Autumn is all about apples in Normandy and, by association, cider. Normandy is the only region in France that doesn’t produce wine, but it makes up for it with an amazing array of cider and its more potent cousin, calvados.
We’ve tried much cider and calvados in Normandy. Everyone with a couple of apple trees seems to have a go at brewing. When we were house hunting in the region, no visit was complete without the owner offering a sample of their very own tipple, and we’ve seen more than a few dinner parties off with a bang by introducing their DIY calvados.
The nearest cider maker to Les Iris, signposted on the main road to Sainte-Opportune-La-Mare, is excellent. Like champagne, his cider comes in doux, brut and semi-brut.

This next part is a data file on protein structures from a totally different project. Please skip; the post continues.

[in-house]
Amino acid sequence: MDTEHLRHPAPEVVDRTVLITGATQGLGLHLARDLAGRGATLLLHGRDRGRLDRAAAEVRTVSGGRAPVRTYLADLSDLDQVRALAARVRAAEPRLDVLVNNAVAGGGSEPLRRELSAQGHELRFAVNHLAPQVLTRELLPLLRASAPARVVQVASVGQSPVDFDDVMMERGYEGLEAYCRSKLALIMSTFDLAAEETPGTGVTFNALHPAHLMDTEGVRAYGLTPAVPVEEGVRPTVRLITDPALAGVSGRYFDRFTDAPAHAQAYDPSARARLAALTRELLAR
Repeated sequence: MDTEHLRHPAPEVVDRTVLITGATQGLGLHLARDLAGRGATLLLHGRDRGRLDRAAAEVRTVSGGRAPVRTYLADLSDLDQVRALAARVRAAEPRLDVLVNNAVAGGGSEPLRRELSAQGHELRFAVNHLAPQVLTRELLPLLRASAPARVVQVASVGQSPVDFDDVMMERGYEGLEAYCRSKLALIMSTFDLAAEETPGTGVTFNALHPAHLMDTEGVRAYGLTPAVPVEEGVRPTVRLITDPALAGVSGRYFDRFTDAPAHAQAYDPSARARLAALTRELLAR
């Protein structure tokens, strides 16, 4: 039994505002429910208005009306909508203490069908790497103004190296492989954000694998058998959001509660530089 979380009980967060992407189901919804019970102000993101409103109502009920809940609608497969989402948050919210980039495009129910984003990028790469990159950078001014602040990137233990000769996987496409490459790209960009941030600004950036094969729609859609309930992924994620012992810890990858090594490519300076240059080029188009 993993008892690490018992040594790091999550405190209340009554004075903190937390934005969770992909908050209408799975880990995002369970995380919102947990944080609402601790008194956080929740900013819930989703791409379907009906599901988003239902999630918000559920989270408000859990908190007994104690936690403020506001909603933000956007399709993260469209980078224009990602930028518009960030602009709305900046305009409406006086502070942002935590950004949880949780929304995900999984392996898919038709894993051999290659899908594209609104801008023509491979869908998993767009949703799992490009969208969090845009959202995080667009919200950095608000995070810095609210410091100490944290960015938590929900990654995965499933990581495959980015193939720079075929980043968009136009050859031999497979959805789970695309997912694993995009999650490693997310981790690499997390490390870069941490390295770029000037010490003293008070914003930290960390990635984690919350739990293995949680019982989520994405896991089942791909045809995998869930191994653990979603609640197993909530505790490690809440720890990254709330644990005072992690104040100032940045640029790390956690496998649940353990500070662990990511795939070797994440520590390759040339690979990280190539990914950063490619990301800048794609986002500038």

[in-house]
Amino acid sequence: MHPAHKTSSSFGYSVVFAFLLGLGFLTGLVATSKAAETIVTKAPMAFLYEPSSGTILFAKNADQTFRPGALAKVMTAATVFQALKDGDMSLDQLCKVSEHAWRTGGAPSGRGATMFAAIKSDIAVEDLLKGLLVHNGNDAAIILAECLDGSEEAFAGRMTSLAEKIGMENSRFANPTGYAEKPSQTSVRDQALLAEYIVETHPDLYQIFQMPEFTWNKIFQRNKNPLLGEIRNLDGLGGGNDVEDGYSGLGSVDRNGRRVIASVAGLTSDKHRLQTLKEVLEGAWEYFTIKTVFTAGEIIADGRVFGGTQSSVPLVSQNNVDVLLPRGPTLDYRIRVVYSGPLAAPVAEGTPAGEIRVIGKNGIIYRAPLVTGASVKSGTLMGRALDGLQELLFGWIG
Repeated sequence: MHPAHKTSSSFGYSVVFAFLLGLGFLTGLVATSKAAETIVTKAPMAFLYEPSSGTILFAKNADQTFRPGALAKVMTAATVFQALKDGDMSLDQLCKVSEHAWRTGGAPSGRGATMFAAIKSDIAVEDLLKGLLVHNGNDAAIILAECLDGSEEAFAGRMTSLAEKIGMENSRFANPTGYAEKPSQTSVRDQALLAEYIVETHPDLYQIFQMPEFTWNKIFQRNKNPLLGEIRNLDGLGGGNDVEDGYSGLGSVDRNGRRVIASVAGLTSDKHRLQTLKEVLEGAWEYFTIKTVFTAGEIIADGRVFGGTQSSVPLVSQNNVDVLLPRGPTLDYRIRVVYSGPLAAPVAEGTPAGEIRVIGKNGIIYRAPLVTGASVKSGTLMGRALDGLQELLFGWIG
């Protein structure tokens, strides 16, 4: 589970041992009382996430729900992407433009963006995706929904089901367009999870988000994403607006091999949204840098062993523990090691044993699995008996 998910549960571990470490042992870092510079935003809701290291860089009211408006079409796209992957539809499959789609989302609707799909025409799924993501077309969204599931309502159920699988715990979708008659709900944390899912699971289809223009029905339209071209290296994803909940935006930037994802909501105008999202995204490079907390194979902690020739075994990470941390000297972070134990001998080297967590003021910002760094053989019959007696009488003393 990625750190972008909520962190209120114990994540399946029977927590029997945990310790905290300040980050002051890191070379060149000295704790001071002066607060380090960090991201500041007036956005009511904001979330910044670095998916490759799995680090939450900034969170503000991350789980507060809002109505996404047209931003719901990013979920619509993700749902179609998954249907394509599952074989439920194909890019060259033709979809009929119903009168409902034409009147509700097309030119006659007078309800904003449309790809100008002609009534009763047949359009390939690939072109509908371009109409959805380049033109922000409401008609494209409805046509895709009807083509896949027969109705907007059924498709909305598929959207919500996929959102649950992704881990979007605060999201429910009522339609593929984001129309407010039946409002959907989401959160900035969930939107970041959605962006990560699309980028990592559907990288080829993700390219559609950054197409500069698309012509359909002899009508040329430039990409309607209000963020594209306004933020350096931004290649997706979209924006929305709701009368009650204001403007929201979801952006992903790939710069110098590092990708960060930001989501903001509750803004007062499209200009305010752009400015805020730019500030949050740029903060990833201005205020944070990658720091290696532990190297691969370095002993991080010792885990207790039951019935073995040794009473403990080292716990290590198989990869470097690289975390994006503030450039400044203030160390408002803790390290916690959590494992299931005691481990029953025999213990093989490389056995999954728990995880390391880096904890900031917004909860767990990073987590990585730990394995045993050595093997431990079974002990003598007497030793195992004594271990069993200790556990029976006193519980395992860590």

He also maintains a vigorous vegetable garden, and sometimes sells extra produce alongside the cider. He takes the children into the garden, lets them choose their vegetables, and pulls the selected plants out of the ground, shaking off the rich dark earth. It’s the freshest lettuce and rhubarb in the world.
In our garden there’s only one very old and gnarled apple tree standing guard by the gate. One of these days it will go: until then, it insists on producing an abundance of large green-red apples that turn brown within seconds of being cut open. Still, we’re delighted to have a token apple tree, and one of these days we might plant another, of the cooking apple variety.